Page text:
The heartfelt poetry and essays in Cradled by Skeletons impart an argument that all be welcomed, as all are worthy.
At once intimate, poignant, and raw, the entries of Cuban American poet, essayist, and activist Marta Miranda-Straub’s Cradled by Skeletons reflect how she lives, loves, and creates at the intersections of queerness, feminism, and of being an American immigrant of color.
Miranda-Straub relates that her boundary crossing began early. Her poem “The Cradle” shares a message received from her twin sister who died in the womb: “Always remember that your big sister is watching out for you. / Breathe, beat, swim, stretch, grasp, swallow. Your time is now.” Elsewhere, “The Feast” pays homage to her Cuban grandmother’s abiding love.
Striking and multisensory, lines evoke the smells of orange peel and melted brown sugar; the flame of red tiles lining the stove; the cracked porcelain of the sink; and the sight of her grandmother’s hands as she prepares the special treat to carry on the trip to America. “I carry Abuelita’s warmth and sweetness close to my sprouting chest,” she writes.
Spare and eloquent, the chosen words carry deeper messages about grief and hope. Other poems hold tragedy and rage: “When Ancestors Call” is about the legacy and brutality of slavery and rape, while “The Prince Was a Frog” captures the disillusionment and pain of an unhappy marriage and ends with the urge to rise up and claim a new life.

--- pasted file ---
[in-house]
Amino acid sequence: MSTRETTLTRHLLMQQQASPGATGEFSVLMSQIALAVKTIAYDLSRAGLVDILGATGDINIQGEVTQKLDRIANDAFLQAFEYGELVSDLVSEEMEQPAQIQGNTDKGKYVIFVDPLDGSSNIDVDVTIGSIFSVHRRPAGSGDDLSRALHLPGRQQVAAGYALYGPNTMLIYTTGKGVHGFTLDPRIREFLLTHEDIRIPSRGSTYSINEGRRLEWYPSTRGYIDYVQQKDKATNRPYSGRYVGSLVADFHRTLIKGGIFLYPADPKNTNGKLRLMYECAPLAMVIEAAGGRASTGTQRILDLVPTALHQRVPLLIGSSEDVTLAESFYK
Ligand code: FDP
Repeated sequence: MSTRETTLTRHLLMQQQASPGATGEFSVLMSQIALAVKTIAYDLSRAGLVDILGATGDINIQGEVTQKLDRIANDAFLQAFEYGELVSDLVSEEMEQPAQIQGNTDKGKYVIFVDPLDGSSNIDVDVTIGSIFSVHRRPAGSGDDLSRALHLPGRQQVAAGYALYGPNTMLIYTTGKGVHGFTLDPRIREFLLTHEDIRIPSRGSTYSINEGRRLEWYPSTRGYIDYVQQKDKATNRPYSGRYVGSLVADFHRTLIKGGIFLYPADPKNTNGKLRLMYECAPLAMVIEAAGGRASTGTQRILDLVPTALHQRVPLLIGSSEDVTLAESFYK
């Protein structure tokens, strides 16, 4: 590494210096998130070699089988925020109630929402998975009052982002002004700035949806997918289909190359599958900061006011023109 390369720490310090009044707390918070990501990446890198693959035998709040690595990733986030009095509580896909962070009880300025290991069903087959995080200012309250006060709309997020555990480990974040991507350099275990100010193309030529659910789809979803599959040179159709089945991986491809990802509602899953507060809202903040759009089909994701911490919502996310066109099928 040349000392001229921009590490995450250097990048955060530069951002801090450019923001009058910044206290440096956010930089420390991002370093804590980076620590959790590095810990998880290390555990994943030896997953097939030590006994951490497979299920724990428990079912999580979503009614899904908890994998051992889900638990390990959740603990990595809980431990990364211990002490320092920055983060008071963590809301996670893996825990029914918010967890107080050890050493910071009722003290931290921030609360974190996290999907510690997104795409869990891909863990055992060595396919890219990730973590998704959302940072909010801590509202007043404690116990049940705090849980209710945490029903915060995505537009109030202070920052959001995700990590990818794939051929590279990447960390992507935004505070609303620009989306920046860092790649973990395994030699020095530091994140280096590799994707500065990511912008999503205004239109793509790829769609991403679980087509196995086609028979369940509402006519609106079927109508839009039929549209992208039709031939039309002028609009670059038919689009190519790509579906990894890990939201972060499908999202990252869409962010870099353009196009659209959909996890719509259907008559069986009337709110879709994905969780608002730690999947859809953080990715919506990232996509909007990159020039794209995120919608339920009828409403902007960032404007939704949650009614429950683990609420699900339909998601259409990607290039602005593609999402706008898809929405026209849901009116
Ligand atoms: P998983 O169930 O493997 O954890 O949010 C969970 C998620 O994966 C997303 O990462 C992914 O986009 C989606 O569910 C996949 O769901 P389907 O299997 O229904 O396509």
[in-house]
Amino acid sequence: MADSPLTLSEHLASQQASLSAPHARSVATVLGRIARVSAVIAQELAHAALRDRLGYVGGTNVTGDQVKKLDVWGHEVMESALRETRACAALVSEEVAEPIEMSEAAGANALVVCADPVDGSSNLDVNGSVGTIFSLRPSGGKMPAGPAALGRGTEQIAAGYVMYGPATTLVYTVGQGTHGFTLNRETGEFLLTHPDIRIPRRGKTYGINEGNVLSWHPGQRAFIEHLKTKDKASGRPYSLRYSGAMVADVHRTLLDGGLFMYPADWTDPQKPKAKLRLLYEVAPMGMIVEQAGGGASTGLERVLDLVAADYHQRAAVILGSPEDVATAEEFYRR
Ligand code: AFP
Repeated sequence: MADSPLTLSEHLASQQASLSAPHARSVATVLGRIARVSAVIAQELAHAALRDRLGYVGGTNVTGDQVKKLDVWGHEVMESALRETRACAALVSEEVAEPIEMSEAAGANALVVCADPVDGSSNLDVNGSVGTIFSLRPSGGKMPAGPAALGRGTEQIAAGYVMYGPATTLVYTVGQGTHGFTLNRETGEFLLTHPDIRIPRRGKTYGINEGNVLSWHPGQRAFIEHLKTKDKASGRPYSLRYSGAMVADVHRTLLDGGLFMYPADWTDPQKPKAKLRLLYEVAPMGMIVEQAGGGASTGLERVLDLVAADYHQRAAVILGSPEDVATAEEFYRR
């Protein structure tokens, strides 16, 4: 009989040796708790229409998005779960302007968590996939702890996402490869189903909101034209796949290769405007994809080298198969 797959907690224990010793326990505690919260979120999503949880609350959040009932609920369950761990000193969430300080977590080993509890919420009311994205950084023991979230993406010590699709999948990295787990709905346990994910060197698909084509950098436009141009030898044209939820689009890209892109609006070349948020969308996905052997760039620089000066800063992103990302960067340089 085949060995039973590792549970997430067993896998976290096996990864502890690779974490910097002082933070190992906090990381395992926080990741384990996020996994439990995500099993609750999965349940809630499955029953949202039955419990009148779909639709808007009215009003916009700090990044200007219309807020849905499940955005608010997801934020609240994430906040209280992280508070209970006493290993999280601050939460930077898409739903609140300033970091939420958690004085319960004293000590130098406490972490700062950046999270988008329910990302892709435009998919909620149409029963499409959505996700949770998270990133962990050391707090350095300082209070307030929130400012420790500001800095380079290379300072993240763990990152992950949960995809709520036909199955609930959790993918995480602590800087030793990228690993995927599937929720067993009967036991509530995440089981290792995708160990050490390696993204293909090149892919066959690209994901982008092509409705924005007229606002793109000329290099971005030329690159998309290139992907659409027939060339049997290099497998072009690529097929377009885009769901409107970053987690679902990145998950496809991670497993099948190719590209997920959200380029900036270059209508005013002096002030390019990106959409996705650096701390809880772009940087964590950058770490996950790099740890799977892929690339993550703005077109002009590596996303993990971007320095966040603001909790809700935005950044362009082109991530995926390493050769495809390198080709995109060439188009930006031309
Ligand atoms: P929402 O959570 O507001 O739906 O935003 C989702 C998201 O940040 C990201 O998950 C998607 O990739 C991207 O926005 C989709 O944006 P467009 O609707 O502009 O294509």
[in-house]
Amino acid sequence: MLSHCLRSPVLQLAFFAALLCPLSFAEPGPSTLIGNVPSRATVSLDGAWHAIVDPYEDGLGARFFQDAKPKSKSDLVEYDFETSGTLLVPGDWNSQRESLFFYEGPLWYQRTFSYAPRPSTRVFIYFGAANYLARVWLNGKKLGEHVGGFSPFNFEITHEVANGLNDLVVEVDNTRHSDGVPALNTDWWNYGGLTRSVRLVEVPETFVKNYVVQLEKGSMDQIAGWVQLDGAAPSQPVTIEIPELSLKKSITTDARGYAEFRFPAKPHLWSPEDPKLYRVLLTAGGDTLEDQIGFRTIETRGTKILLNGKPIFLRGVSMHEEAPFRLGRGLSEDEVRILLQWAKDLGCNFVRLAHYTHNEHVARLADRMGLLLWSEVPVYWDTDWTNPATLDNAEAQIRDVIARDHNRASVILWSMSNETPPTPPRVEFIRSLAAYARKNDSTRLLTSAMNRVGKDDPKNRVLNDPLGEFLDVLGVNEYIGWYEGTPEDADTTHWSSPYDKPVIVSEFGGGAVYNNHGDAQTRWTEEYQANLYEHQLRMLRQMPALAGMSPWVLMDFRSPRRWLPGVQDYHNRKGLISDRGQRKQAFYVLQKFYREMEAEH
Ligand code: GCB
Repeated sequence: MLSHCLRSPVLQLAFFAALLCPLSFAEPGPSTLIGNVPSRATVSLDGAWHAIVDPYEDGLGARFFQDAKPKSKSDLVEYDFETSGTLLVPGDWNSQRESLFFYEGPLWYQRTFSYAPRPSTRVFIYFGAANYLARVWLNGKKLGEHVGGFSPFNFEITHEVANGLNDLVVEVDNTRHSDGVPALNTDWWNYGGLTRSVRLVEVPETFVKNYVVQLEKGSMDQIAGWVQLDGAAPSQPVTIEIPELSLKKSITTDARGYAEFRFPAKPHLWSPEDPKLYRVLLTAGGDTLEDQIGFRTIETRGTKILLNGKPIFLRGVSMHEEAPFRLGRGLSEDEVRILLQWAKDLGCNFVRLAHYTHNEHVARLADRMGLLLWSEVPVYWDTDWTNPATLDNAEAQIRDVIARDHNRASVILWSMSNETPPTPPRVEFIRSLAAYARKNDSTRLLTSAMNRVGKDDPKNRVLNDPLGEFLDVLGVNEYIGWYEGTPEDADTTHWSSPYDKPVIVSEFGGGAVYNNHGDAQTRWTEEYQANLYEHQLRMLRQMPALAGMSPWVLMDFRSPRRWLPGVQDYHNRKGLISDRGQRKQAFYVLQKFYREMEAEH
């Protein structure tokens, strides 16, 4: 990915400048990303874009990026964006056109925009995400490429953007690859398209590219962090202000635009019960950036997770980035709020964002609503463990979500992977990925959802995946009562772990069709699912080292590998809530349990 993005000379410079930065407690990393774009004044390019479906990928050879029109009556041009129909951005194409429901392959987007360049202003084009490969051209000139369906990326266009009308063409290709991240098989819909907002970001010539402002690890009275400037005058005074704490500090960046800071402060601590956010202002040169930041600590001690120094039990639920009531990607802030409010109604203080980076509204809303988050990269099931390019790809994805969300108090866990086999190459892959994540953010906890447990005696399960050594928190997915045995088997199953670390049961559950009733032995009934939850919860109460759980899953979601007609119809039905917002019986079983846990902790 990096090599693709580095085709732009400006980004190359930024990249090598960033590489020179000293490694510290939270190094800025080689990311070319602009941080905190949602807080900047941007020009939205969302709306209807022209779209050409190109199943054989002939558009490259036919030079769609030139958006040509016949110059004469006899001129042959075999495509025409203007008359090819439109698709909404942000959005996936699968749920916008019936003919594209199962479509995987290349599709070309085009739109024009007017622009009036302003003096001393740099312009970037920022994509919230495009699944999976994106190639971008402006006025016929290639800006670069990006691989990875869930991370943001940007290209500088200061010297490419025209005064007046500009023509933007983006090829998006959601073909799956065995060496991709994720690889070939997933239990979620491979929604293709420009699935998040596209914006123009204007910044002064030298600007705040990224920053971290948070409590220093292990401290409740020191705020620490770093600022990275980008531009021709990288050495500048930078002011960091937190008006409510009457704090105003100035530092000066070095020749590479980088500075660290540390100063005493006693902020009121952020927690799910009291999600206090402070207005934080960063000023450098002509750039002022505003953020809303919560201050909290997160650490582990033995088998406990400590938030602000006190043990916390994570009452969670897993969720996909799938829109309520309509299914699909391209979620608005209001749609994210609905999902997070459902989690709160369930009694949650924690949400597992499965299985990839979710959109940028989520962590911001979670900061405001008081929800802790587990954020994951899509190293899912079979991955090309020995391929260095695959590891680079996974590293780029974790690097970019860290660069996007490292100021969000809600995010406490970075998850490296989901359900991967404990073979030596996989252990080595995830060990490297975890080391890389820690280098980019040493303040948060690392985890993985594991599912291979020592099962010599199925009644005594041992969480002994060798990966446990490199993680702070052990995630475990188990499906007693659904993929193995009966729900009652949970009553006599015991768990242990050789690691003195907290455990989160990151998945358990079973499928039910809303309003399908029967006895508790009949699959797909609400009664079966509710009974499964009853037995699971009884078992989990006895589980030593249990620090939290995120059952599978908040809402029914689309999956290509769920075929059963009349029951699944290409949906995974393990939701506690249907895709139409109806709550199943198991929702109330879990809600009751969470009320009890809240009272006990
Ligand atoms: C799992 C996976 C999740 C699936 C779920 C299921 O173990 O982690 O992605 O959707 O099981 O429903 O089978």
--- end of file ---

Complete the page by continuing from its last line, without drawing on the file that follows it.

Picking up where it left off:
Profound essays concentrate on joy, sorrow, and astonishment. “Upon Being Brown in the South” is a moving expression of Miranda-Straub’s love for the mountains of Kentucky, so strong that she identifies as “Cubalachian,” although she looks, lives, and loves in different ways than most of her neighbors. Her shock and hurt is palpable when, though she is an American citizen, a white Appalachian neighbor questions her right to vote based on her appearance.
Elsewhere, the writing is warm and humorous. “A Day in the Life,” about the adventures of two inexperienced women living in the mountain wilderness, includes the reflection that “we don’t know how to properly handle poisonous snakes … all those years of Catholic graduate education, and not one damn course in snake handling.”
Presented in both English and Spanish, the book is an expression of vitality and of being open to all that life has to offer. It approaches American society with both appreciation and criticism, noting that, while it is rich in material things, it operates out of fear of scarcity and of difference, rendering Latino people, the latest and largest group of immigrants to the US, targets of racism. The text invites a larger, more curious, and more welcoming worldview.
The poetry and essays in Cradled by Skeletons embrace immigrants, broken people, and people otherwise disillusioned and dispossessed. Their heartfelt beauty and hunger for justice impart a sense that all be welcomed, as all are worthy.
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